Well over two hundred faces looked on. Each face, for different reasons, stared intently out at the flowing river. From the bank the competing kayakers stood with tops off drying themselves in the afternoon sun eyeing up their opponents bobbing in the water as they waited to take to the rapids.
Spread out over the rocks spectators sunned themselves with cold beers in hand as excited children pushed passed unsuspecting viewers to get perilously close the water’s edge to ensure the best view of the unfolding spectacle.
Sat on the banks of the River Nile, this incongruous group was there to watch the freestyle competition on day three of the white-water kayaking festival, ‘Nile River Festival’.
No one left disappointed.
The festival, now grown into a four day event that attracts competitors from across the world including Russia, the UK and of course the home grown talent of Uganda, is an annual highlight for tourists and extreme sports junkies alike.
The spectators stood on outcrops of rocks on the banks in the bright afternoon sun watching on as competitors such as Sam Ward, team GB coach and co-owner of Kayak the Nile, took to the ‘Nile Special’ rapid to compete against some of the best kayakers from around the world.
As the afternoon progressed, the crates of empty beer bottles stacked behind the bar started to grow as the sun slipped behind the opposite bank of the river. The kayakers who had not progressed passed the earlier heats now encapsulated the spirit and ethos of the festival by staying, supporting and joking with the remaining competitors.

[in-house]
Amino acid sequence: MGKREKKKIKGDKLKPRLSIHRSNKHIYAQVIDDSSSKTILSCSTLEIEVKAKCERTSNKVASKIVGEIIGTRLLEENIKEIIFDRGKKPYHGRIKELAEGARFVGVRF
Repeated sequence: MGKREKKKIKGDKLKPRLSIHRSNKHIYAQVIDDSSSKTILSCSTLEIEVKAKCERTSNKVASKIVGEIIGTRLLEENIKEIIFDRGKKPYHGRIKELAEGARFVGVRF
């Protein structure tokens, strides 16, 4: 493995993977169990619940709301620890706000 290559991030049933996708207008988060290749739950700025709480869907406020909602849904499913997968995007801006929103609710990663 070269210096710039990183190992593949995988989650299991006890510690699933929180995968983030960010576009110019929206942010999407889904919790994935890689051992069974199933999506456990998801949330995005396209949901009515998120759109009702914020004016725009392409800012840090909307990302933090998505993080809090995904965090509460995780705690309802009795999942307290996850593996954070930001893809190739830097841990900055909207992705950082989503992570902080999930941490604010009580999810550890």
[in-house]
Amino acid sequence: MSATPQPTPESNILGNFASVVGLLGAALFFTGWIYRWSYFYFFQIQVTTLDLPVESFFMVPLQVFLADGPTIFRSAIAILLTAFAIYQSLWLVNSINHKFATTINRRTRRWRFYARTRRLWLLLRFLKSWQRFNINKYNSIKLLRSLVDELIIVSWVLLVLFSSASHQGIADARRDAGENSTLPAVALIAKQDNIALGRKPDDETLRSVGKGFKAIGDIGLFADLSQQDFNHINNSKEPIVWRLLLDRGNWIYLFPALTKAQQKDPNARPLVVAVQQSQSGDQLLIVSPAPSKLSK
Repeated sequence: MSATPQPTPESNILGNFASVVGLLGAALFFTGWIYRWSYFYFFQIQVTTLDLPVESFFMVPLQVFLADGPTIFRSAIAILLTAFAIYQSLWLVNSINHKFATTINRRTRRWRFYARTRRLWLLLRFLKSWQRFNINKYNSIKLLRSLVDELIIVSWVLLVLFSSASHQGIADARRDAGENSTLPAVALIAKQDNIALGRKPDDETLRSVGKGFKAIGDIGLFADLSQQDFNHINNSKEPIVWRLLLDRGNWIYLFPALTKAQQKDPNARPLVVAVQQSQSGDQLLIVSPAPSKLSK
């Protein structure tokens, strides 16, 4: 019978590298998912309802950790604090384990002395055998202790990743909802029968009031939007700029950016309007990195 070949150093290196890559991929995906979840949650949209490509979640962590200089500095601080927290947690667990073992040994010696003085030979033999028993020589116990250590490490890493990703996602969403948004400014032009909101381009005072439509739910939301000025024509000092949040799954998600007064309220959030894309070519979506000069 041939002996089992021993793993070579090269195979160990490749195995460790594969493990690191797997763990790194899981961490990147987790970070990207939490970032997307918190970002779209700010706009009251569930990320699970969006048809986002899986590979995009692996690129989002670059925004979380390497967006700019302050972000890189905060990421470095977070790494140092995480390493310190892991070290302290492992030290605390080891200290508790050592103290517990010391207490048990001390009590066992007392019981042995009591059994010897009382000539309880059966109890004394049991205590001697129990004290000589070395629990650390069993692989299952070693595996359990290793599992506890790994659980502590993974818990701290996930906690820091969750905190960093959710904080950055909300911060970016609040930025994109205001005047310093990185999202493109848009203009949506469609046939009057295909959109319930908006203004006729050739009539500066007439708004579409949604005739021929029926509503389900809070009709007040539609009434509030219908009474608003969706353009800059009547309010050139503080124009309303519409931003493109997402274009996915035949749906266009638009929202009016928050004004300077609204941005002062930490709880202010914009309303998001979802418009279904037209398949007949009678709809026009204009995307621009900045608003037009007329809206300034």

Out on the river the final four competitors were doing their all to raise a cheer from the crowd and to impress the on looking judges. If the faces of some of the local children who sat huddled together completely engrossed at the competitors acrobatics were to go by then all four kayakers deserved to win.
Despite the Ugandans getting the inevitable loud cheers for every trick completed it was the Brit, Sam Ward, who, after a long afternoon’s performance, came in victorious in the men’s competition.
As the event came to a close streams of children squeezed past the legs of the flip-flop laden spectators who now scrambled up the dry banks of the river – a task made no easier, but certainly more funny, by the afternoons beer.
The Nile River Festival provided an extremely satisfying afternoon filled with sun, beer and some mind-blowing kayaking.
My advice…keep an eye out for the Nile River Festival 2015. But if you can’t wait until then, why not drop Sam at Kayak the Nile an email and give it a go yourself?